Still a mystery to me While invertebrates are a bit harder to find in the middle of winter, there are still some to be found by night. One night, the tiny midges on tiny webs between twigs on wattles and eucalypts were again out in force. I’ve posted these before and not yet had light shed on their identity or lifestyle. Who are they and what are they doing?
Spiders and not-spiders I am always surprised at the abundance of small and very, very small spiders in our bush in winter. Little luminous green Crab Spiders (Cetratus rubropunctatus) dangle in the dark, but as soon as my light hits them, they scramble up to a leaf to hide.
Crab Spider – Cetratus rubropunctatus
A small flower spider (Eriophora) also relies on camouflage in the night.
And some that I thought were spiders turn out to be Harvestmen. Many thanks to the knowledgeable people at bowerbird.org.au for their help here. Harvestmen look like spiders, but have only two eyes and can eat solids. The first I found on a Golden Wattle.
Not a spider – Harvestman #1
The second was under a termite riddled log.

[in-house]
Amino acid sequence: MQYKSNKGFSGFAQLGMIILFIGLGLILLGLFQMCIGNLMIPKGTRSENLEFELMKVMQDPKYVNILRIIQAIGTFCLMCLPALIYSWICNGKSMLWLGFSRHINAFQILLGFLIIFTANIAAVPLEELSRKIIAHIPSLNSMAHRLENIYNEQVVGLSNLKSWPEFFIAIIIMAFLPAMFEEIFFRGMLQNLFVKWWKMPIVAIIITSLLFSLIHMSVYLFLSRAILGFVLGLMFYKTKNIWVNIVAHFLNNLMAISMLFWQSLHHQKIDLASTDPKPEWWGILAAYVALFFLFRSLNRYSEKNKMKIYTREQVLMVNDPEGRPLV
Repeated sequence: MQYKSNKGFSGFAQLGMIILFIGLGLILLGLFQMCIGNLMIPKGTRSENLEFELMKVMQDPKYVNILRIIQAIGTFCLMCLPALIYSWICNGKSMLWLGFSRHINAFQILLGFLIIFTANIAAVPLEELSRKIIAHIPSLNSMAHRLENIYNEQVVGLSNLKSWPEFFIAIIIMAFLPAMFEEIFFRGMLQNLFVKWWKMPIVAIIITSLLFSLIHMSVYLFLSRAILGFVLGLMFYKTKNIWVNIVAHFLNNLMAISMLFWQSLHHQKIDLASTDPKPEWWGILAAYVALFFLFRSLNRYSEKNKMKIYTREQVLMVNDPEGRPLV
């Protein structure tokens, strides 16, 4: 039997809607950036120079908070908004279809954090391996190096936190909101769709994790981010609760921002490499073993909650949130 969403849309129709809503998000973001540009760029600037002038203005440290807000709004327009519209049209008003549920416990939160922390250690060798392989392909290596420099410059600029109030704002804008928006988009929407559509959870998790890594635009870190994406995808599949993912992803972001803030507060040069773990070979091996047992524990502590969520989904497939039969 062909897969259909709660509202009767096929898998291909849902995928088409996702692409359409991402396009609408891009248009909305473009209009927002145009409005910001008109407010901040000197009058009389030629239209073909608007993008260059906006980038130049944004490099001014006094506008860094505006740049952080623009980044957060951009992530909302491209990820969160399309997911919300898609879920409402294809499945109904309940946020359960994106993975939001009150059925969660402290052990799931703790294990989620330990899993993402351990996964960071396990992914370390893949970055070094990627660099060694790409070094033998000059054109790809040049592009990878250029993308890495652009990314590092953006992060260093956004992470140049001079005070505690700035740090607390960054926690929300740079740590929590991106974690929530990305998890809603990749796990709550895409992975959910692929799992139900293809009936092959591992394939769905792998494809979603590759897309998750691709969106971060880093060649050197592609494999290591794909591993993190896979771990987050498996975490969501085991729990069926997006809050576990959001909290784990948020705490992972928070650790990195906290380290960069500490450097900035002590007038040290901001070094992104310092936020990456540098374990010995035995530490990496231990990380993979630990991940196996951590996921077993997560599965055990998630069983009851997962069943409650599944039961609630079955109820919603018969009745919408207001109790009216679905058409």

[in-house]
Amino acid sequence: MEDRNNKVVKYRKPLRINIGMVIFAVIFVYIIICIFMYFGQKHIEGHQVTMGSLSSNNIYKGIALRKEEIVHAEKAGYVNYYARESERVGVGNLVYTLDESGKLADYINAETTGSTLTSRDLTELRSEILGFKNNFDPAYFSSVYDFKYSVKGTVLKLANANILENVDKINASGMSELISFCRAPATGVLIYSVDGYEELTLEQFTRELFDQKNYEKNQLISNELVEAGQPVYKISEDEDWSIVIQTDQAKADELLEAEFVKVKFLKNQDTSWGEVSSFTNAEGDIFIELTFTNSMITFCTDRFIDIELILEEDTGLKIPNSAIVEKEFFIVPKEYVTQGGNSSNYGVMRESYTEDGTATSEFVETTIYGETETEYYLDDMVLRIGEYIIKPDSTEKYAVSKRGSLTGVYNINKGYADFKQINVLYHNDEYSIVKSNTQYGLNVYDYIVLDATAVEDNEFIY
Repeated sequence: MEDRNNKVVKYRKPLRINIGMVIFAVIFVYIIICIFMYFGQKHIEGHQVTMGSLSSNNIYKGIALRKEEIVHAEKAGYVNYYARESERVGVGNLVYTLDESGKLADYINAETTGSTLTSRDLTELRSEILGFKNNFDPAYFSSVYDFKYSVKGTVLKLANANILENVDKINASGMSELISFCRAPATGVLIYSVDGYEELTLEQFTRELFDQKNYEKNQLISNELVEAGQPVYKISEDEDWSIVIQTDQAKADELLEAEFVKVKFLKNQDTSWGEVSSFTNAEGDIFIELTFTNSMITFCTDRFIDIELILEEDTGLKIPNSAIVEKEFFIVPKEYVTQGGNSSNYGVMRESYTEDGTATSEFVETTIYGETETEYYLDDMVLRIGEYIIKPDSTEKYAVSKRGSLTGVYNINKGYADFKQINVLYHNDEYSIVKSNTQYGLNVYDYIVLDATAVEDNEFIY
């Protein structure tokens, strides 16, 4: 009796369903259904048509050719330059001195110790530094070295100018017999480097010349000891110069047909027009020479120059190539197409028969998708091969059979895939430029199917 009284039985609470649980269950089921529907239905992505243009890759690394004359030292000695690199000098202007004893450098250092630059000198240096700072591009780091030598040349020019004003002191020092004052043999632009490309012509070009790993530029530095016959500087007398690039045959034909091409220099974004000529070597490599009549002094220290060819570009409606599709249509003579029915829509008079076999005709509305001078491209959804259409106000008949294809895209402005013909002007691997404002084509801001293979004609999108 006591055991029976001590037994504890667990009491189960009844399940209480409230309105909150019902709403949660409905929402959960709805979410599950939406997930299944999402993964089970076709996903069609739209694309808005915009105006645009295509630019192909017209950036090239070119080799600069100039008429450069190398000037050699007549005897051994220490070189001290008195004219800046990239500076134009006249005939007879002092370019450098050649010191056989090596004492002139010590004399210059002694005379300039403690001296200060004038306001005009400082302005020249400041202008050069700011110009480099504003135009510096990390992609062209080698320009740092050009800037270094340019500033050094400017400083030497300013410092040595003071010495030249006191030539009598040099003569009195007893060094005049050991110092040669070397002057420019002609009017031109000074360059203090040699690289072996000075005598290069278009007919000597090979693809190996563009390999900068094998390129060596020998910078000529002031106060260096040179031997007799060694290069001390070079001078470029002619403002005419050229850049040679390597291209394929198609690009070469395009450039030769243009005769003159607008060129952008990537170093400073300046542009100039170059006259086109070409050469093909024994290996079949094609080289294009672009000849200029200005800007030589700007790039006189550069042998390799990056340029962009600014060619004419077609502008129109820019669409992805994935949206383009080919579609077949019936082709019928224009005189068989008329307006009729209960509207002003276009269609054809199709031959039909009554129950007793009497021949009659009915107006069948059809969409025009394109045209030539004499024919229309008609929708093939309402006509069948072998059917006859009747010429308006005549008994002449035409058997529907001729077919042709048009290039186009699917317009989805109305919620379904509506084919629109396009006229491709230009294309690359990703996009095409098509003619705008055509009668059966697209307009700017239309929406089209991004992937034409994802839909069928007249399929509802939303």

Expected and unexpected Notoncus ants are quite common nocturnal foragers on our wattles by night.
But I have never seen an Acacia Horned Treehopper in winter. And I was fascinated by the tiny mite that crawled across the branch of the Golden Wattle and onto the Treehopper’s forehead.
Acacia Horned Treehopper and very little friend.
And dangling from silk threads on a Sweet Bursaria were quite a few Looping Caterpillars. I think this one is a Chlenias moth.
And a very sleepy bat Yesterday I went to don my overalls yesterday, I found this sweet little bat in deep sleep in them. I took a few shots before gently relocating it to a crevice in the bark of one of our Grey Box trees. I think it’s a Chocolate Wattled Bat, but am happy to be corrected.
Bat and overalls